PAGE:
Where they’re at this hospital and there’s this doctor who’s kind of this, you know, obviously white color refined guy who remembers a time when there weren’t, you know, zombies, roaming, the world destroying everything. And he has a priceless piece of art. A Caravaggios I think is how you say it. It’s an Italian Renaissance painter.

He’s got it in his office and he’s telling, he tells this great. One of the other characters, he said, I found this abandoned on the street as if it were trash. And he says it doesn’t have a place anymore. Art isn’t about survival. It’s about transcendence being more than animals rising above. And then the other character says can’t we do that anymore.

And he goes, I don’t, I don’t know. And that’s just kind of, the end of the scene is, is, is they pose this question, like we’ve lost our humanity. Is there any need for art anymore? And it made me realize, so, you know, I’m, I’m, there’s this juxtaposition of, I saw this beautiful video cause I don’t live in a zombie apocalypse.

And then I saw this, I saw this show. When, when we lose, you know, all of the refineries of culture in our refined things that, that give us the privilege to have things like art, is there any place for it? And you know, the implicit message is yes. Like we can’t lose our, because if we lose our, we lose. Our humanity.

If we lose the things that move us, we lose the things that make us human. And I think that’s why that spoke to me. Hmm. Awesome. Jeff, thank you. I love both of those and I would be thrilled to share them a link back to your blog post about the importance of art. Cause I remember it, it was a good one, so great.

My, this moved me moment is. I stumbled upon this whole series of videos about Stuart Scott, who you probably know. He he was an ESPN guy and he was a broadcaster. And. Been battling cancer for several years and passed away, I think, early January. Well, I remember hearing about it, but not really. I, I’m not a big sports person, so I didn’t have any context for the meaning of this at all.

Well, I, somehow I stumbled upon. His accepting of the award for that I think it’s Arthur Ashe award on the SBS and then from there, and it’s a beautiful video especially knowing that he passes away some months later. But the one that I, that I really was like, oh my gosh was the original Arthur Ash award went to a sports caster named Jimmy V.

And he’s got this amazing, just like a F a seven minute talk. W as he’s accepting this award where he knows that he he’s, it’s like stage four cancer, he knows he’s going to die really soon. And he kind of slowly makes his way up on stage and then gives this impassioned talk where he’s just like, they’re telling him he’s out of time.

He’s like, I’m going to die. I don’t care about you’re out of time. I don’t care about your blinking light back there. Like I’ve got something to say and I’m going to say it. And it’s just amazing. I mean, that’s kind of who he is from what I can tell he’s this really passionate sports caster and these messages obviously like completely transcend the arena of sports, but it’s, it’s awesome.

And I’ll put it in the show notes so that people can find. Cause it just made my day yesterday. I was like, yeah, never give up. That’s cool. I’m gonna check that out. Yeah.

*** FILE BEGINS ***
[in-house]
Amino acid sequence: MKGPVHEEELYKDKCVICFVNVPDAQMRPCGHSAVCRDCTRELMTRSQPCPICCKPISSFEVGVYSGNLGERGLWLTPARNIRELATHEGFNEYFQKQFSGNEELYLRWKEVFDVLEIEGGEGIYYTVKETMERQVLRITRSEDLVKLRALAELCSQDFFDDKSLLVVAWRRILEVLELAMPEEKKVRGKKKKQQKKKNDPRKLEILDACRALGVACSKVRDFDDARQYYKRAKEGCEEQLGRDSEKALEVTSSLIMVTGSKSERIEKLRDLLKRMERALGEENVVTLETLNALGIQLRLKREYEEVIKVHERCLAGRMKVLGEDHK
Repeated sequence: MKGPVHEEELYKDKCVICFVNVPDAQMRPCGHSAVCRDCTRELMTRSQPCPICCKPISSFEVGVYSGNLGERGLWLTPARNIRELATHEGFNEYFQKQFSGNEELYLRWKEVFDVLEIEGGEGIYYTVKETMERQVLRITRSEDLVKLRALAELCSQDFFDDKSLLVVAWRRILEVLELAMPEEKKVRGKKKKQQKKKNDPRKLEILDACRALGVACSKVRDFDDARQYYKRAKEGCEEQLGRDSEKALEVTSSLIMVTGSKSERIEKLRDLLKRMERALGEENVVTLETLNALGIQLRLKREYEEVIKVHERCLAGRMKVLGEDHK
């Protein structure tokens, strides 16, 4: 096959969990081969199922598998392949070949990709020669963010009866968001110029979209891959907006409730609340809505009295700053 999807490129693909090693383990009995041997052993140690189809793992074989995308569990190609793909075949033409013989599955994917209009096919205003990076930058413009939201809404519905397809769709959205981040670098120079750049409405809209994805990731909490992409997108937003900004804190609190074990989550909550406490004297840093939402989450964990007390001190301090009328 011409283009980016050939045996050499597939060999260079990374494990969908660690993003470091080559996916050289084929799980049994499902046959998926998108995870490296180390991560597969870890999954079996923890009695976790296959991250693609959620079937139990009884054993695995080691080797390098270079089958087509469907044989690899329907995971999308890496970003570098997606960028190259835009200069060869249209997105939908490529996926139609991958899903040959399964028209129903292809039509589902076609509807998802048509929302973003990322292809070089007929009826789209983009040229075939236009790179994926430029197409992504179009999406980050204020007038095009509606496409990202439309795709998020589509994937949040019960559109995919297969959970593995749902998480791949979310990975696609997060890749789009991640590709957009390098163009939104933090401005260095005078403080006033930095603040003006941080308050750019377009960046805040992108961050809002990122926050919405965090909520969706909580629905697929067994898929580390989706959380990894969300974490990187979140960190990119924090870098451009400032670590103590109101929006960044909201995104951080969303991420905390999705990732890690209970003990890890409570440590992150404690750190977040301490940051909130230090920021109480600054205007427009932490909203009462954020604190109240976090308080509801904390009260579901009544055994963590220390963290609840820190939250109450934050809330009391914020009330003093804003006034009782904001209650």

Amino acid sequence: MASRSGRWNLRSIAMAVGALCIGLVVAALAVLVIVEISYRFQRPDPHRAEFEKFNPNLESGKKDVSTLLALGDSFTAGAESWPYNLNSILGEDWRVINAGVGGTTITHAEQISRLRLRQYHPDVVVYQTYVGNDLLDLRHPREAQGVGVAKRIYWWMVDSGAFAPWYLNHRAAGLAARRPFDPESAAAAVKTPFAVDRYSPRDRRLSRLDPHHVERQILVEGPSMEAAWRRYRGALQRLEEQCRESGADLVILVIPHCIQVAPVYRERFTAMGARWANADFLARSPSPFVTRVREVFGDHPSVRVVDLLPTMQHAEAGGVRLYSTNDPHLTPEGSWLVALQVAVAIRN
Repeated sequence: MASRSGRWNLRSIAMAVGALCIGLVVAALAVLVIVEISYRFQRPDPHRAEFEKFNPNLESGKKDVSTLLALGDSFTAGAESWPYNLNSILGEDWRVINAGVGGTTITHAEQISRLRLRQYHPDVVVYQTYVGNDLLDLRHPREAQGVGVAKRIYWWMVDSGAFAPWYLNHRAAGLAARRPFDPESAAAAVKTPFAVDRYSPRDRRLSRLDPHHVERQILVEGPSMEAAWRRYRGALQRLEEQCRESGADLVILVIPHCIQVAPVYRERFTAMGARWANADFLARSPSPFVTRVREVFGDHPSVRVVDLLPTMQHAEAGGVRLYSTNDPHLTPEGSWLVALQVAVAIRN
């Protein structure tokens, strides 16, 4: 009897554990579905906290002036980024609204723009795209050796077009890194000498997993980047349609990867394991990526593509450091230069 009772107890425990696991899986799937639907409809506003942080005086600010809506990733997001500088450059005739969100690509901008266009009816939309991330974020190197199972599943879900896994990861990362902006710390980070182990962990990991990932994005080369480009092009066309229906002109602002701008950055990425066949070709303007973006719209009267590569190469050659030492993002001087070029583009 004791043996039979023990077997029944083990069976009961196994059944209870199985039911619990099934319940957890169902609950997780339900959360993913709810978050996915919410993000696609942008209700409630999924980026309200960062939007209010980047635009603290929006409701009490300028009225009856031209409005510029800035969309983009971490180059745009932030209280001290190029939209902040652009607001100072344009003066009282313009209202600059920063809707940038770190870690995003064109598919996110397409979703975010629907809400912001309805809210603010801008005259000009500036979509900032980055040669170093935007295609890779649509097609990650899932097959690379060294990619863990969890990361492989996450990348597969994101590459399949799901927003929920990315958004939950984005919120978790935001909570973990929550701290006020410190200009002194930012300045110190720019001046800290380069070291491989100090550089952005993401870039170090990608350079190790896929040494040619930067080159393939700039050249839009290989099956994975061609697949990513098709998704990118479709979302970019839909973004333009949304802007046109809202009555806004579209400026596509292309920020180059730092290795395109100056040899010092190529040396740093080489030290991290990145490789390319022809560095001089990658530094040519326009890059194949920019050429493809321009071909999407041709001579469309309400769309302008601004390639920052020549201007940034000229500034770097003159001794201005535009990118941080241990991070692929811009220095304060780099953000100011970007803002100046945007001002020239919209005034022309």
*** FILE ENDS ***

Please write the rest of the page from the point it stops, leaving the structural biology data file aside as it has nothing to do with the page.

All right. Thanks so much for hanging with us today, here in this movement. I hope you enjoyed that conversation. The old school episode with Mr. Jeff Goins, I’m really thrilled to have had him on the show and to be connected with him in this tiny way, and to continue to cheer him on in his work and his evolution as he.

Really working so hard to bring his full self out front. I mean, what’s weird about this work of showing up as a speaker and entrepreneur and author is we’re saying, hi, here we are. And the truth is, this is who we are in the moment and we change life is change. So we think about this show has changed a lot in the last six years.

what I do, it’s still all about speaking, but it continues to evolve. I’ve evolved and changed. My life has changed and I know the same is true for Jeff, but what I admire and respect and love so much about him is his courage in continuing to show up and share who he is. And Jeff, I give you full permission.

Not that you need this, and who cares what I think, but I give you full permission to continue to show up and evolve. And it is, it has been a privilege to watch you grow and evolve and change and be brave in the process. That’s all we want is we want our leaders and our speakers to be brave, and you’re doing.

I’m cheering you on. I think you’re awesome. And I’m really proud of you All right, movers. Thank you so much for being here. I hope you enjoyed the show. We’ve got one more episode in 2021, and it is just feel a little excerpts of the top shows from 2021.

So it’ll be fun. And then guess what? I’m taking a break and I hope you will too. Really there’s enough. you could use a pause and go back and catch up a little bit. Maybe I don’t know about you, but my list of shows that I want to listen to and catch up on. It’s really long.

all right. Hope everybody’s doing great. This moved me today. What is moving you? I would love to hear, I’ll see you soon. Bye-bye.


Sally Z